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Data availability statement

All data relevant to the study are included in the article or uploaded as online supplemental information.

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Footnotes

  • Twitter @jroldham

  • Contributors JRO conceptualised and designed the study, carried out the analyses, drafted the original manuscript, revised and reviewed the final manuscript, and served as the guarantor. WM and GLI assisted with study conceptualisation and design, revised and reviewed the final manuscript, and critically reviewed the manuscript for intellectual content. DH, PB and RM all contributed to the revision and review of the final manuscript and critically reviewed the manuscript for intellectual content. CL contributed to the structure and organisation of the collected data, and revised and reviewed the final manuscript. All authors approved the final manuscript as submitted and agree to be accountable for all aspects of the work.

  • Funding The authors have not declared a specific grant for this research from any funding agency in the public, commercial or not-for-profit sectors.

  • Competing interests WM receives royalties from (1) ABC-Clio publishing for the sale of his books, Kids, Sports and Concussion: A guide for coaches and parents, and Concussions; (2) Springer International for the book Head and Neck Injuries in Young Athlete and (3) Wolters Kluwer for working as an author for UpToDate. His research is funded, in part, by philanthropic support from the National Hockey League Alumni Association through the Corey C. Griffin Pro-Am Tournament and the National Football League. DH receives research support from the Eunice Kennedy Shriver National Institute of Child Health and Human Development (R03HD094560) and the National Institute of Neurological Disorders And Stroke (R01NS100952 and R41NS103698) of the National Institutes of Health. He has previously received research support from a research contract between Boston Children’s Hospital, Cincinnati Children’s Hospital Medical Center and ElMindA, and the Eastern Athletic Trainers Association. GLI serves as a scientific advisor for NanoDx(formerly BioDirection), Sway Operations, and Highmark. He has a clinical and consulting practice in forensic neuropsychology, including expert testimony, involving individuals who have sustained mild TBIs (including athletes). He has received research funding from several test publishing companies, including ImPACT Applications, CNS Vital Signs and Psychological Assessment Resources (PAR). He has received research funding as a principal investigator from the National Football League, and salary support as a collaborator from the Harvard Integrated Program to Protect and Improve the Health of National Football League Players Association Members. GLI acknowledges unrestricted philanthropic support was provided by the National Rugby League, ImPACT Applications, the Mooney-Reed Charitable Foundation, the Boston Bolts, and the Spaulding Research Institute. Those entities were not involved in the study design, collection, analysis, interpretation of data, the writing of this article or the decision to submit it for publication.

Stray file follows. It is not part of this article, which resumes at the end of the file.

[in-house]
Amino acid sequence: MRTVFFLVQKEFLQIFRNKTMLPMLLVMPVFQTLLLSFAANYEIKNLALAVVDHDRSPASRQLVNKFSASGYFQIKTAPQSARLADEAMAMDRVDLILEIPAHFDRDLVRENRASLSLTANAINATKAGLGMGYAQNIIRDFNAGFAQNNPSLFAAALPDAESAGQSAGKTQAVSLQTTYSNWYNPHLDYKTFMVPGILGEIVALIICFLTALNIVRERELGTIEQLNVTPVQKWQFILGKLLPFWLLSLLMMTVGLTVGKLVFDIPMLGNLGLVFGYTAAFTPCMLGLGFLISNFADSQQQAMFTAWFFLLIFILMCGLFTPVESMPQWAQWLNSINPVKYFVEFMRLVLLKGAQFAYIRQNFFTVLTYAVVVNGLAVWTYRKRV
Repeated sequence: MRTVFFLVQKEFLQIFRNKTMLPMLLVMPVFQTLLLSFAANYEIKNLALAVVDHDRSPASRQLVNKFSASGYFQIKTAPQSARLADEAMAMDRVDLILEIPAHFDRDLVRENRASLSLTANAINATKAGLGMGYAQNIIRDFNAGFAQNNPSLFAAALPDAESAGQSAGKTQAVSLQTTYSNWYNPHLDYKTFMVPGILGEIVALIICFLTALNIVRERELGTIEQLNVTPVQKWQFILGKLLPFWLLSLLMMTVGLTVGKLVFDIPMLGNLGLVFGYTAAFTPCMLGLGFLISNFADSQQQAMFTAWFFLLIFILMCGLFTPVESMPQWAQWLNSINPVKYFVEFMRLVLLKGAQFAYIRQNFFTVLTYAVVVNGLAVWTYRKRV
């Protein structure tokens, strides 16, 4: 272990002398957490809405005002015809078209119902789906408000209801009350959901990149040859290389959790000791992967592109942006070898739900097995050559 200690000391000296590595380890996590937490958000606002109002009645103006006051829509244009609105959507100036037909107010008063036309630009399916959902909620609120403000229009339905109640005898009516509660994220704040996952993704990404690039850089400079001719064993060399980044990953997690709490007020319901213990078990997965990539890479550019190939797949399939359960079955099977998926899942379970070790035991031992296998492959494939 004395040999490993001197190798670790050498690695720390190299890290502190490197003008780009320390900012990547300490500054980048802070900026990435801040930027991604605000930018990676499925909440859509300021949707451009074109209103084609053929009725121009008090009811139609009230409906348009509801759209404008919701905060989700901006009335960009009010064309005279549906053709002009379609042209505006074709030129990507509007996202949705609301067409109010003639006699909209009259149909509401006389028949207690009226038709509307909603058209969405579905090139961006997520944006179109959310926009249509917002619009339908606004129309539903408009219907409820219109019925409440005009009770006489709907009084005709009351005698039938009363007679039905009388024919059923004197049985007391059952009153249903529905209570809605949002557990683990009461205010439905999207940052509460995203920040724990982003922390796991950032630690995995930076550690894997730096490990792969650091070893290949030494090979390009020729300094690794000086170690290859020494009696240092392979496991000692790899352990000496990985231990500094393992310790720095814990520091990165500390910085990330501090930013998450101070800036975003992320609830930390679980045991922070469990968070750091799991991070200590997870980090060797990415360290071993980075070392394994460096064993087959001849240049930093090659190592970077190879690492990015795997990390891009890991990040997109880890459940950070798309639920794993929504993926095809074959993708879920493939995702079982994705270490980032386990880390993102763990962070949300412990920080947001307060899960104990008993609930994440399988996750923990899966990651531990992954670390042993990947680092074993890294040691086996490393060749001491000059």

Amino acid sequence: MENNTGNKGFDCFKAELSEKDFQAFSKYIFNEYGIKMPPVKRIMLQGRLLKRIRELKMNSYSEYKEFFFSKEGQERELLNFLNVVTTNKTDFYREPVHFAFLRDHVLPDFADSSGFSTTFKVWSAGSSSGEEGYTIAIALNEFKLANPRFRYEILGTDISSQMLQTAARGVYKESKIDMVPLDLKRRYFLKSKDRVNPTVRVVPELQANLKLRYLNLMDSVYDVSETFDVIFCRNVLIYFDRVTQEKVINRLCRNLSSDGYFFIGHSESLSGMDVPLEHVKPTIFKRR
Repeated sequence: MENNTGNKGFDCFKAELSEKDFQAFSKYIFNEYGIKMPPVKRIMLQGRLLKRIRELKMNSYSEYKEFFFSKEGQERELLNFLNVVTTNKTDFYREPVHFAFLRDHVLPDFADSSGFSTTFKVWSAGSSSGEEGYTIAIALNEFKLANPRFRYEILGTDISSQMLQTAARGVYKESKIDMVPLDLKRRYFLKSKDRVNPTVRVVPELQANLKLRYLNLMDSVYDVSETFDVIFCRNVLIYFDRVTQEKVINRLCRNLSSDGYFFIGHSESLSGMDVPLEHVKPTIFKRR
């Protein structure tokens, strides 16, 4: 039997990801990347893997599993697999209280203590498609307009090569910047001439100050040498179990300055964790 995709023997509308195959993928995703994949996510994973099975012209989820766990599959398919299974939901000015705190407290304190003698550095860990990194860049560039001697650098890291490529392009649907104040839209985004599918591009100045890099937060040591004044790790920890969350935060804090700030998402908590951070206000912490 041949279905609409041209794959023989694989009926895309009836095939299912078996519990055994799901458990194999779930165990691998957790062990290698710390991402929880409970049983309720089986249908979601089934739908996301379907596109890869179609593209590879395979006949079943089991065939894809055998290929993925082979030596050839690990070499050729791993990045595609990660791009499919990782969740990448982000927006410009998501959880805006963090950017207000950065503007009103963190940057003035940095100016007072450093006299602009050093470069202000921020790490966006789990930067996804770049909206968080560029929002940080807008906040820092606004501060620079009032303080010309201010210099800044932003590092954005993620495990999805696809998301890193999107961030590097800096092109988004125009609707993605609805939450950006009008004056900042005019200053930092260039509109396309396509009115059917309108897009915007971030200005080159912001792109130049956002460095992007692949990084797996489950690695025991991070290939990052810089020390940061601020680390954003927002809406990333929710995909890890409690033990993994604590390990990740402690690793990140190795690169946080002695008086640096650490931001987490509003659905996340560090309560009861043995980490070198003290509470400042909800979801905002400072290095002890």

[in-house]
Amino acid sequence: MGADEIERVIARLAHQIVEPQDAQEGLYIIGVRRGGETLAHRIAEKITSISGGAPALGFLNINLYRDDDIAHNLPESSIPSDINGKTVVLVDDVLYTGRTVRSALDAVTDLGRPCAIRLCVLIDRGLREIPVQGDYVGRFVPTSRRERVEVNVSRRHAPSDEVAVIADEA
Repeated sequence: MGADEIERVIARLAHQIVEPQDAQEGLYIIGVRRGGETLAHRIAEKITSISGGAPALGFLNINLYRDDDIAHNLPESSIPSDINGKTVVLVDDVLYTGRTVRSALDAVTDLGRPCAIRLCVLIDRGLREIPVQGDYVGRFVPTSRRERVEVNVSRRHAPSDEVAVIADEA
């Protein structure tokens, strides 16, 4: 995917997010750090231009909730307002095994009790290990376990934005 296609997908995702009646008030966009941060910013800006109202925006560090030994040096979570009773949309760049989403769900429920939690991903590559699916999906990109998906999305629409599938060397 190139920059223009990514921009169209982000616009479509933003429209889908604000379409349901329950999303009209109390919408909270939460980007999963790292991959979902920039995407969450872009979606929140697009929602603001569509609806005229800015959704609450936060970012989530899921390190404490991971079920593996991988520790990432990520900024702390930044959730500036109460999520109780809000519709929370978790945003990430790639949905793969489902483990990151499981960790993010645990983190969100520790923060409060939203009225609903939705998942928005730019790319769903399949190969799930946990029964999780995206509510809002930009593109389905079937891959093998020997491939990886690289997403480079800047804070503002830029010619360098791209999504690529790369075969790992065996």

• Provenance and peer review Not commissioned; externally peer reviewed.